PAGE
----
On Tue, 25 Oct 2005 05:19:13 +0100, Roy Schestowitz wrote:
> __/ [George Ellison] on Monday 24 October 2005 16:05 \__
>> Segovia <incorrect@xxxxxxxxxxxxxxxxx> writes:
>>> On Mon, 24 Oct 2005 12:33:17 +0100, Roy Schestowitz wrote:
>>> > -Ubuntu is quick to install and a pain to upgrade and extend.
>>> > Fetching gcc, xmms and other packages seems like an utterly
>>> > unnecessary step.
>>> I like it the way it is. I don't want to have to download 3-7 CDs in
>>> order to install maybe 1/10th of the packages. The other 9/10ths I'll
>>> *never* use, so it's just a waste of my time and their bandwidth. I'd
>>> rather download a very basic install, like Ubuntu, then grab the extra
>>> stuff I need after.
> That's understandable, but see my point about distribution for a
> beginner and a distribution intended for intensive work.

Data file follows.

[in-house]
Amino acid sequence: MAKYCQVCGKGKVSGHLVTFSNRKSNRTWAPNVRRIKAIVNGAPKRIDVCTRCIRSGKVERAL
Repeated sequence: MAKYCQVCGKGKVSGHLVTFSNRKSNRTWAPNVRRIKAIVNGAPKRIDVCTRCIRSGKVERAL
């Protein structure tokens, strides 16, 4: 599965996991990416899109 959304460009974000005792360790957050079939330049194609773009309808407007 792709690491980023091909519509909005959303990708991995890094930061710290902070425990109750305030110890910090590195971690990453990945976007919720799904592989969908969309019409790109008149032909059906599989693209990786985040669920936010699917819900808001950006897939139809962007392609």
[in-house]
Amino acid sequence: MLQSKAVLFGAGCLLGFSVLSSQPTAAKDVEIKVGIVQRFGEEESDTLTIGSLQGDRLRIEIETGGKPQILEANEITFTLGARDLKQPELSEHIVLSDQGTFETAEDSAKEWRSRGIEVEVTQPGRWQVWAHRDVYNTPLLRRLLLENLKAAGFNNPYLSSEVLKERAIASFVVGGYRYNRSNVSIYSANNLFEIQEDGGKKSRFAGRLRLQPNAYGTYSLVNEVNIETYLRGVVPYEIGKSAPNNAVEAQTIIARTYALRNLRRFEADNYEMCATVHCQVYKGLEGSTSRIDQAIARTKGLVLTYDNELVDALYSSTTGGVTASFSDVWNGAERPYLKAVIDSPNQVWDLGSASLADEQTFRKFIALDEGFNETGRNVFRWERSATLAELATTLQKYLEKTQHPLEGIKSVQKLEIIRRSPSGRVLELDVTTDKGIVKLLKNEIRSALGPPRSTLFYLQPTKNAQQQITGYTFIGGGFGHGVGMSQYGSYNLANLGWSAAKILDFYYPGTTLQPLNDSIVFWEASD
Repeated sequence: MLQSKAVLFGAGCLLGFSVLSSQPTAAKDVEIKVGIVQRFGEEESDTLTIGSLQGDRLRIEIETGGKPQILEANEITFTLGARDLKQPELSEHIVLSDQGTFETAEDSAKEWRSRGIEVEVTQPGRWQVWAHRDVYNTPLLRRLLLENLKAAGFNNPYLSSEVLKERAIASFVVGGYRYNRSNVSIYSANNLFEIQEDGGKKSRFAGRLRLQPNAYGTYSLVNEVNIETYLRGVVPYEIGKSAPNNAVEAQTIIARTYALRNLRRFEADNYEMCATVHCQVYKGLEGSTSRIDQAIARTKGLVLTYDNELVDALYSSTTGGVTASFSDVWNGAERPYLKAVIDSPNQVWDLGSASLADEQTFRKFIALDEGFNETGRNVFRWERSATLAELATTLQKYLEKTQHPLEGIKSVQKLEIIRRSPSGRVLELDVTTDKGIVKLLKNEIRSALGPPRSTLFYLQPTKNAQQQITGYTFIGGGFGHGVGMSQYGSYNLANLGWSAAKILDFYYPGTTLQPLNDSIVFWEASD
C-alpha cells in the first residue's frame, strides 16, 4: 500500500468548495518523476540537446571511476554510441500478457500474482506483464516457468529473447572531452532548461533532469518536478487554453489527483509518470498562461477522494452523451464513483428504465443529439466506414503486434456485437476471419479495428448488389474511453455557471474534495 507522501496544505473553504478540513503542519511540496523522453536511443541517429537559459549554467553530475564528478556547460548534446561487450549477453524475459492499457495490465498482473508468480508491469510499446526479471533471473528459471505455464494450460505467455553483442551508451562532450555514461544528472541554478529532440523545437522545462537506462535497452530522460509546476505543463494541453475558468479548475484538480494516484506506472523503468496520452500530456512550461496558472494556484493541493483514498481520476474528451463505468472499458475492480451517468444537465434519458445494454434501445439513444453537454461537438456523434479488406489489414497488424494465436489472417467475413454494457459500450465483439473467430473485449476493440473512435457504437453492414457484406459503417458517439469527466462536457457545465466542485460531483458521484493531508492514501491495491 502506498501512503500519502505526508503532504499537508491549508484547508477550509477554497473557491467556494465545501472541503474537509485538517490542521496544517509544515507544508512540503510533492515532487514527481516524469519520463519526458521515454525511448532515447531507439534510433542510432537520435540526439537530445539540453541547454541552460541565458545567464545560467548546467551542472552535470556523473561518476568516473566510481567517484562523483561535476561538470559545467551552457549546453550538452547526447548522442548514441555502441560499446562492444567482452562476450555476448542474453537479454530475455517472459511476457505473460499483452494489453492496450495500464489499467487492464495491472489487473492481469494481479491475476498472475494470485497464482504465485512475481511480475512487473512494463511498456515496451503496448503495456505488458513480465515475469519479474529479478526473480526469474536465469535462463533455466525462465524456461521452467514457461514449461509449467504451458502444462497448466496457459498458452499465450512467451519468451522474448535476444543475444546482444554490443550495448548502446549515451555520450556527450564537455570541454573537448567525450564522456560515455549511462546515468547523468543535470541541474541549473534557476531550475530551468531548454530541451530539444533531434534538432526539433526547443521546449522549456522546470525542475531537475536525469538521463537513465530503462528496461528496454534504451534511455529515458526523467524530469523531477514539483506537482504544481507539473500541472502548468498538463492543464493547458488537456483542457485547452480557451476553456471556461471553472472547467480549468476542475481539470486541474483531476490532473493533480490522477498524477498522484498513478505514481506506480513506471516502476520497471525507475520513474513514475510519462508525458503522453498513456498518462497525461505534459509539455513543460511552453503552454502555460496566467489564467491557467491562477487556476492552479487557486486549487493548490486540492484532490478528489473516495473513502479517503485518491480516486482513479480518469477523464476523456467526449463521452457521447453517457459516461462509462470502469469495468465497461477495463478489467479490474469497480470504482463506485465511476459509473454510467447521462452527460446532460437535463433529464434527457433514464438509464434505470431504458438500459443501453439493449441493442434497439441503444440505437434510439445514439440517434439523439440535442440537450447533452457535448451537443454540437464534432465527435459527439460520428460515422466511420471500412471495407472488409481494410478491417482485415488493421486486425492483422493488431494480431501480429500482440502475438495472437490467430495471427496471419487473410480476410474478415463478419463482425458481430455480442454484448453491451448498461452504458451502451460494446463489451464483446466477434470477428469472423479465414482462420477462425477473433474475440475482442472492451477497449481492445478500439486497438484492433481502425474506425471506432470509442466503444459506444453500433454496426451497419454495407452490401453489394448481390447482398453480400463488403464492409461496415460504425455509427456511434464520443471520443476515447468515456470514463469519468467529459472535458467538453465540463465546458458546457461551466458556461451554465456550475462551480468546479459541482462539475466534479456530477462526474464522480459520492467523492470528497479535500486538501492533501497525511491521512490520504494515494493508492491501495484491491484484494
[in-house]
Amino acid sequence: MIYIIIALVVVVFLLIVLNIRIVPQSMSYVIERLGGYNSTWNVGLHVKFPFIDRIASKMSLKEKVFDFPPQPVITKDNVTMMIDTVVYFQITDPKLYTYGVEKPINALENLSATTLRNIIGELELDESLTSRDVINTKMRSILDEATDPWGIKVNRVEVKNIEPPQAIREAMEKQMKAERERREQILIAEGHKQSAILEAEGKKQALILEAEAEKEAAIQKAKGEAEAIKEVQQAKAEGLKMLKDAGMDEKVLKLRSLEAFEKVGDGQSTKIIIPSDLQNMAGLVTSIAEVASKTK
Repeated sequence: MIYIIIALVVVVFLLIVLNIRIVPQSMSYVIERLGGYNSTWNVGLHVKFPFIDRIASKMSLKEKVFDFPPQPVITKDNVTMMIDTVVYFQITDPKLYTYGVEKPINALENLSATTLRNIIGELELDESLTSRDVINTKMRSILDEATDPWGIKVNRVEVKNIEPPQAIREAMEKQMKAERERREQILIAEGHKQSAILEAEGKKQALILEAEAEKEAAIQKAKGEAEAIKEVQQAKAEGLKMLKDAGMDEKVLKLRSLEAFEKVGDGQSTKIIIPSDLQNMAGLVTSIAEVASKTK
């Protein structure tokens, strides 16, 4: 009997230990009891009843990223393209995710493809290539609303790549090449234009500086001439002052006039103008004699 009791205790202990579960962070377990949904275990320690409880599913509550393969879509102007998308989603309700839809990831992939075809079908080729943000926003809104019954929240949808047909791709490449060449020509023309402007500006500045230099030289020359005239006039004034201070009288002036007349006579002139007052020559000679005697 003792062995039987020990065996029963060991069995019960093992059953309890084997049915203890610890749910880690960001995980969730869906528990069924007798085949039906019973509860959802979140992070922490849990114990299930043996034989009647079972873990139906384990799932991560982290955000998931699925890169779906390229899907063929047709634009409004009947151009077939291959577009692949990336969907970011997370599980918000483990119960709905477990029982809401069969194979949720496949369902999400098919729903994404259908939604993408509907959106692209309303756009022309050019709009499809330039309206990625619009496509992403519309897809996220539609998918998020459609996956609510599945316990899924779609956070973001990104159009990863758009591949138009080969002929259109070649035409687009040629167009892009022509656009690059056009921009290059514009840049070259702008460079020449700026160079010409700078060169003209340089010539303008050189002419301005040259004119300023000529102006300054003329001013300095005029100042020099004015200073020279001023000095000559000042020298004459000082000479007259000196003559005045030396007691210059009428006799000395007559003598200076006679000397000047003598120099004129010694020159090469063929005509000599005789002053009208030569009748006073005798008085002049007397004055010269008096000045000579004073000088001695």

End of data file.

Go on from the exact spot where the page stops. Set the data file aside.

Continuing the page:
Everyone's needs are different. It has nothing to do with being a
beginner. It has to do with the distro only including the most basic set
of software that nearly every user will need - a web browser, email
client, multimedia player, graphics viewer, etc. From there, they can get
the specific tools that they need to do their work or play. The tools
that you need to do "intensive work" are surely completely different than
mine, unless we happen to be in the same field?
Complaining about the set of default software a distro ships with is like
complaining about the default theme colors. It's silly, since it's easy
> There is no Registry bloat (unlike Windows), so more programs do not
> entail a significant performance penalty.
Yes, but it is absurd to install things that you will never use or need.
Why would a person do that?
>>> If the repos were slow, I might change my mind, but I don't think I've
>>> ever gotten under 700 kB/sec from any Ubuntu server, so installing the
>>> extra stuff is trivial.
> What if you want to install the same distribution on a cluster of
> machines? Would you not rather have it complete 'out of the box'?
Yes. Sure. But that doesn't describe my situation. And it probably
doesn't describe the type of user that Ubuntu is targeting. That's just
speculation on my part, though.